Where Do You Find VLT Machines?
It’s tough to say exactly where you can play VLT machines since state gambling law in some parts of America is murky at best.
Here’s a list of US states with legal VLT machines:
- New York
- Ohio (including at Miami Valley Gaming)
- Rhode Island
- South Dakota
- West Virginia
An Example of a Popular VLT
The Link series of games by Aristocrat is among the most popular VLT series. It’s available in a dozen different US states. Its popularity comes from the large size of its linked network. That network produces huge tiered progressive jackpot numbers relative to the rest of the industry.
The newest game in the series is Dragon Link, really a collection of four different VLT games on one VLT terminal. According to Aristocrat, these games average an RTP of 95.2% – take that with a grain of salt, as VLT operators can adjust that slightly when they order the game, and it’s impossible to say the precise RTP of any VLT you’re playing.
All the mini-games that make up Dragon Link have an Asian theme. The symbols and colors are all derived from classic Asian art and folk tales. You can set the coin value to $0.01, $0.02, $0.05, $1, or $2 apiece. And players can wager up to 20 credits depending on the game chosen.
Dragon Link games look and play identically to modern video slots, offering bonus rounds, wild symbols, and all the other trappings of a Class III slot.
Slot Machine – A Technical Definition
Let’s start with how a good dictionary defines a slot machine:
According to the OED, a slot machine is “a coin-operated gaming machine that generates random combinations of symbols, with certain combinations winning varying amounts of money for the player.”
That’s a loose definition. But I think it fits the bill. It hits all the important points:
Slots are coin-operated is archaic, but that may get taken care of in the next edition.
Defining a slot machine in the context of VLTs requires a little bit more work.
Class III slots don’t depend on the rules of any other game to produce their results. With Class II machines (the ones we lovingly refer to as VLTs), there’s another game of chance lurking underneath. It’s this other sponsoring game, draw lottery or bingo or whatever, that makes the operation of a Class II VLT machine legal.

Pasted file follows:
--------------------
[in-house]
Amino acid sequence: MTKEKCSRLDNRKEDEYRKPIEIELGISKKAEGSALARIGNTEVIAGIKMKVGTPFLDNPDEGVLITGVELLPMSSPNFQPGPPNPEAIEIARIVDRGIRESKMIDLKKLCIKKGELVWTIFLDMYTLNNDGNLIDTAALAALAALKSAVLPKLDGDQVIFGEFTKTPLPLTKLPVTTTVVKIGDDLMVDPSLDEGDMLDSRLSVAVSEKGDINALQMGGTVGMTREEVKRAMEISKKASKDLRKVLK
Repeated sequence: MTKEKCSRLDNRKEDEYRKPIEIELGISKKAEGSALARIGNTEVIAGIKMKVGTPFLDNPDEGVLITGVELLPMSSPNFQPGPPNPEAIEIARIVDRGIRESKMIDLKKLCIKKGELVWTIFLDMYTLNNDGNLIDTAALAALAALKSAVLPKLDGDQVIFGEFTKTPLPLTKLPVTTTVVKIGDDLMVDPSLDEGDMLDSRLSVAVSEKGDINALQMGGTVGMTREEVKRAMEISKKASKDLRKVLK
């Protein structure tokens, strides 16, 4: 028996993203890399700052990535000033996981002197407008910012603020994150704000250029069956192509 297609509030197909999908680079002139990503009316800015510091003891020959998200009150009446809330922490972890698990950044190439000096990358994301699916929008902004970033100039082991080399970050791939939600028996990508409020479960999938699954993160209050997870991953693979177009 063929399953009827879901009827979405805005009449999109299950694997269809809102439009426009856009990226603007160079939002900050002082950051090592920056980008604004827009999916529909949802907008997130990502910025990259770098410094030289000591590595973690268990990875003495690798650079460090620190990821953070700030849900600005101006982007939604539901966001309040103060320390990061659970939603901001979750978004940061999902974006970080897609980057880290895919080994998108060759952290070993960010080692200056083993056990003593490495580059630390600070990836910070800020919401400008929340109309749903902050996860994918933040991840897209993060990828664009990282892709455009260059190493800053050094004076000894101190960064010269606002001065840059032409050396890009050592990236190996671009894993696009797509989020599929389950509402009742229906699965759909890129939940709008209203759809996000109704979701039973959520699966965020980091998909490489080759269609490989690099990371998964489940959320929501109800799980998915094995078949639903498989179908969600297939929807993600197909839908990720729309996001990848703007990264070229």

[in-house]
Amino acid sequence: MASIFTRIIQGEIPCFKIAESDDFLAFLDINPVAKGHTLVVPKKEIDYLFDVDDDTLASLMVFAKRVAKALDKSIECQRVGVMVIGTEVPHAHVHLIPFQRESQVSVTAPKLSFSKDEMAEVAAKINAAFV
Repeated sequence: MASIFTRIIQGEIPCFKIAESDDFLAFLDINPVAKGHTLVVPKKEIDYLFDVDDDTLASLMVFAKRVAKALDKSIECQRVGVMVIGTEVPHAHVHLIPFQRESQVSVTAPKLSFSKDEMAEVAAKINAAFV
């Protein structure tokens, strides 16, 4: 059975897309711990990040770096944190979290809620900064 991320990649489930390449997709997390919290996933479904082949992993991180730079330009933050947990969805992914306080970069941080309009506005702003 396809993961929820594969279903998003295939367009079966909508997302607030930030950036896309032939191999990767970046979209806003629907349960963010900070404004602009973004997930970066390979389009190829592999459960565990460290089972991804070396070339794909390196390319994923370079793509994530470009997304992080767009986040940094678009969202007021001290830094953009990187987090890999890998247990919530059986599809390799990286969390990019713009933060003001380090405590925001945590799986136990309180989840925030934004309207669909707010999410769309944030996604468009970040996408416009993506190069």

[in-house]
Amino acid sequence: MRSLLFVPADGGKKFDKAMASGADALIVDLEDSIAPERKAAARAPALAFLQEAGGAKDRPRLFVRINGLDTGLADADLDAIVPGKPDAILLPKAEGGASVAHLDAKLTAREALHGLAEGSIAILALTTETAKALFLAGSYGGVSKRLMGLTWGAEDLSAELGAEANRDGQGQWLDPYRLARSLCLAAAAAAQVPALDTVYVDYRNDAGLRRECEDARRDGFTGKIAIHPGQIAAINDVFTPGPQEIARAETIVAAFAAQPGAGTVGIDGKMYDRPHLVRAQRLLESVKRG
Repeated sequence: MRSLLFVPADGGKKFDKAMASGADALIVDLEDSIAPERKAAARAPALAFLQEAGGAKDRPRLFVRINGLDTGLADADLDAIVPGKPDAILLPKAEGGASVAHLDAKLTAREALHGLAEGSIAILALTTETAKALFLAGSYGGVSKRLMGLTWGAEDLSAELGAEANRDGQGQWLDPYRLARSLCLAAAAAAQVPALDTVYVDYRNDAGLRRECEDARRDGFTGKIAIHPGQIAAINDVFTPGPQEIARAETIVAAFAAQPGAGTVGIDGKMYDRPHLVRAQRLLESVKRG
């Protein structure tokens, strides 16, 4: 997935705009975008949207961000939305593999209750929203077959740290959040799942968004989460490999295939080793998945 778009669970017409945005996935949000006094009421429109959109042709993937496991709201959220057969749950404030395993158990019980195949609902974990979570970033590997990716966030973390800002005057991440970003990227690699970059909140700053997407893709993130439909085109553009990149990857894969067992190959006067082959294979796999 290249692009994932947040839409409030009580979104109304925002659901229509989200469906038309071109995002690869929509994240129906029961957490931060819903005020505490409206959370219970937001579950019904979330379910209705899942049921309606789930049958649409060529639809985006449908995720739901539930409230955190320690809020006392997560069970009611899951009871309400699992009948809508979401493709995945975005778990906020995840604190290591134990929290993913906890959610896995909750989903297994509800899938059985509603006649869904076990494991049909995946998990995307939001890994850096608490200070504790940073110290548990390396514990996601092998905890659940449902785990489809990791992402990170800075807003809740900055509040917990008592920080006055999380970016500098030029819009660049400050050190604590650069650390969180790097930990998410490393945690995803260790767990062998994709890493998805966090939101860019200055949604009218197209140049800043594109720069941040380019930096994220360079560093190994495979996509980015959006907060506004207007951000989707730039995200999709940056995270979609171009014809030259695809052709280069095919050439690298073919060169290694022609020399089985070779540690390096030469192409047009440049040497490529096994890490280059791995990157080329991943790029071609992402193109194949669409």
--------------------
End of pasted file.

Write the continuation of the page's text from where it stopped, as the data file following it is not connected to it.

While some slot machines are no doubt inspired by the rules of other games, they don’t fit the bill as VLTs. There’s no lottery or other game that the rules are based on.
VLTs vs Slots: The Big Difference
Class II (VLTs) and Class III (traditional slots) come in many different varieties. It’s hard to make sweeping generalizations about VLTs vs slots.
The easiest way to explain the difference is to say that VLTs determine winners differently than slots do. Also, there’s no centralized house operating VLTs, unlike what you find with Class III slots.
Think about a typical lottery draw game, in which there are many players and many winners. The number of winners and the amount they’ll win are both fixed at the time of the game. Compare that to a typical slot machine game, in which just one player goes up against the house. Think of Vegas-style slots as a kind of sweepstakes rather than a lottery game.
People who play VLTs are playing a game with a pre-determined number of winners. Really, all the players on a given VLT network are competing against one another. Since the rules of VLTs are based on things like bingo and lottery games, they look and act like slots, but are put together in an entirely different way.
Conclusion: VLTs vs Slots
There’s no meaningful difference between a VLT and a slot game to the player. A slot with a 95% RTP and a VLT machine with a 95% RTP give players the exact same chances of winning and losing. For the most part, comparing VLTs with slots reveals that most of the differences between them are legal and hypothetical.
Slots fans that live in states without ready access to Vegas-style slot machines often have the option of playing Class II games. These video lottery terminals mimic the rules of familiar games of chance but do so in a way that won’t attract the attention of state law enforcement or gambling authorities.